The Home Health Grouping Model (HHGM) and the Cost of Bad Data
Posted on Wednesday, February 22, 2017 2:34 PM
The Centers for Medicare & Medicaid Services (CMS) contracted with Abt Associates (Abt) to develop a new payment methodology for the home health industry. One of the first areas they explored was agency cost associated with performing visits. The research teams considered several methods for determining the cost. They highlighted two models in the Home Health Grouping Model (HHGM) technical report.
One of the models explored is the continual use of the current model (ref. CMS 1648-F, page 76707) Wage Weighted Minutes of Care (WWMC). WWMC looks at an annual calendar’s worth of claim data (for 2017, they used 2015 data) for each of the six home health disciplines in 15-minute increments to determine the number of clinical and function variable points to assign in the case mix calculation. There is a significant concern with this methodology. Home health agencies should be reporting discipline visit times in 15-minute increments on claims. Because of bundle billing, some agencies do not feel that it is needed to report this level on detail. This is comparable to the situation that the home health industry created in the early 2000’s when agencies were not properly reporting supply cost. When CMS looked at claims data to determine supply cost in bundle billing, they used the inaccurate data which lead to minimal supply reimbursement that agencies receive now. This model also does not account for cost, such as transportation or non-visit services labor costs which included documentation time outside of the home.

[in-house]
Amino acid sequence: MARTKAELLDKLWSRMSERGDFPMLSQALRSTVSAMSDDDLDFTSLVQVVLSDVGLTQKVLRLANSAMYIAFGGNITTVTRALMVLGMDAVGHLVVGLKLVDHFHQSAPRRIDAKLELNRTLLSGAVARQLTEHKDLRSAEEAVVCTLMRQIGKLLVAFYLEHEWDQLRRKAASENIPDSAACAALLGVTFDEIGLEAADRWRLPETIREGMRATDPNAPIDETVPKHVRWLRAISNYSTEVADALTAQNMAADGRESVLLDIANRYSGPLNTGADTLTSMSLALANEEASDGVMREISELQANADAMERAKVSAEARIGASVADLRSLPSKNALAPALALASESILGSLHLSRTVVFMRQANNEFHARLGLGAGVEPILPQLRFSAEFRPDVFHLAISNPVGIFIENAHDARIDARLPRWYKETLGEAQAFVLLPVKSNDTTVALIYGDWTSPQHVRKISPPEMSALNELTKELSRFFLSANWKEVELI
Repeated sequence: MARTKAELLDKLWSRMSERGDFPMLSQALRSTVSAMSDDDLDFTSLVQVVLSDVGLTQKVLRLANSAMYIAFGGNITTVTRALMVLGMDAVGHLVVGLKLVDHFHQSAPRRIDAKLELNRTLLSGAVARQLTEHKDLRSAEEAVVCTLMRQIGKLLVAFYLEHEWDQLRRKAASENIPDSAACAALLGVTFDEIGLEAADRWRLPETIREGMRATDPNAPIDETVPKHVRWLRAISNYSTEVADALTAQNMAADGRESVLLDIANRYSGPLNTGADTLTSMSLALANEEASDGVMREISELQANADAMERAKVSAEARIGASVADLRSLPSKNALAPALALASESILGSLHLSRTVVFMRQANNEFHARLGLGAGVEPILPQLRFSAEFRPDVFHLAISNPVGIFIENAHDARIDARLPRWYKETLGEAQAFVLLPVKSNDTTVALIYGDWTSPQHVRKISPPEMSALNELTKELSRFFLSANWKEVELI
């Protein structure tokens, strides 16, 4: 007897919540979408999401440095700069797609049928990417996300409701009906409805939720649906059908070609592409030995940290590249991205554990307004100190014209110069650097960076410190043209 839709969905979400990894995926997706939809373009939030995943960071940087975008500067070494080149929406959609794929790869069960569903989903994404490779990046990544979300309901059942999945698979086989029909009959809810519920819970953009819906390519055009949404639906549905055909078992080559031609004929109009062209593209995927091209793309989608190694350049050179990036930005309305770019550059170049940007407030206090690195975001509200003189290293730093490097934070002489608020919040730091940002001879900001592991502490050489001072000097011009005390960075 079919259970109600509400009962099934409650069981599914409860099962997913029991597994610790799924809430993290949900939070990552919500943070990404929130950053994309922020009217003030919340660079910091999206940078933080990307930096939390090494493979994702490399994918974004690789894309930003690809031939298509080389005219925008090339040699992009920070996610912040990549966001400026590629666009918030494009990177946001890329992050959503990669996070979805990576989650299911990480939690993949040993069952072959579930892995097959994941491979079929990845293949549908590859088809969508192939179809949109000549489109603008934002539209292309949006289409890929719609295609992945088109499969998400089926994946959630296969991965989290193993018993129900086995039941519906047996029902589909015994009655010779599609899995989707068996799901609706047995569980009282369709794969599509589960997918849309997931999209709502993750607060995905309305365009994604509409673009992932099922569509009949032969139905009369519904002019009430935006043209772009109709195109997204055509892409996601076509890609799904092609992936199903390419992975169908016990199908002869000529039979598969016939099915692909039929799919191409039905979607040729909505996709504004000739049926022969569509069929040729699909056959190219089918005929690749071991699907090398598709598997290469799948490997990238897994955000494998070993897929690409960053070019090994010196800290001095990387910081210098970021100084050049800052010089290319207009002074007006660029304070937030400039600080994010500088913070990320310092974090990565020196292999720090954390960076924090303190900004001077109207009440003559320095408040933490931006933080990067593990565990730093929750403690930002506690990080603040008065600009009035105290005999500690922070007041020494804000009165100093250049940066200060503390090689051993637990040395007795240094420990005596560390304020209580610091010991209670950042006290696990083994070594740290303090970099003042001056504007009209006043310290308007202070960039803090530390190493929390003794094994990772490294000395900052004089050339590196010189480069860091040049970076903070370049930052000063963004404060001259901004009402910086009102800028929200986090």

The other model is Cost per minute plus Non-Routine Supplies (CPM + NRS) which uses information from Medicare Cost Reports (MCR). Like the WWMC concern on if visit times are being properly reported, there has been a historic concern if MCR are accurate. Under reporting of data on MCR can hurt the whole industry when CMS is using the data to determine a new payment model. CPM + NRS model looks at MCR to calculate the number of visits per discipline and looks at average NRS cost for each episode. The technical report states that “a significant number of episodes being reimbursed for NRS despite not reporting any NRS charges on the claim.” This is again concerning because supply cost maybe under reported which will continue to lead to under reimbursement for in the future.
It has not been publicly announced if and when a new payment methodology for home health will occur. What is very clear is that inaccurate data either on claims or MCR will lead to decreased reimbursement to the whole home health industry. As an industry, we should warrant enforcement of proper standards of claims data and MCR data to ensure agencies receive proper reimbursement for the services that are provided. The saying “bad data in bad data out” is totally applicable in CMS determining home health’s future reimbursement.
Written by Nick Dobrzelecki, Corridor’s Vice President of Coding Services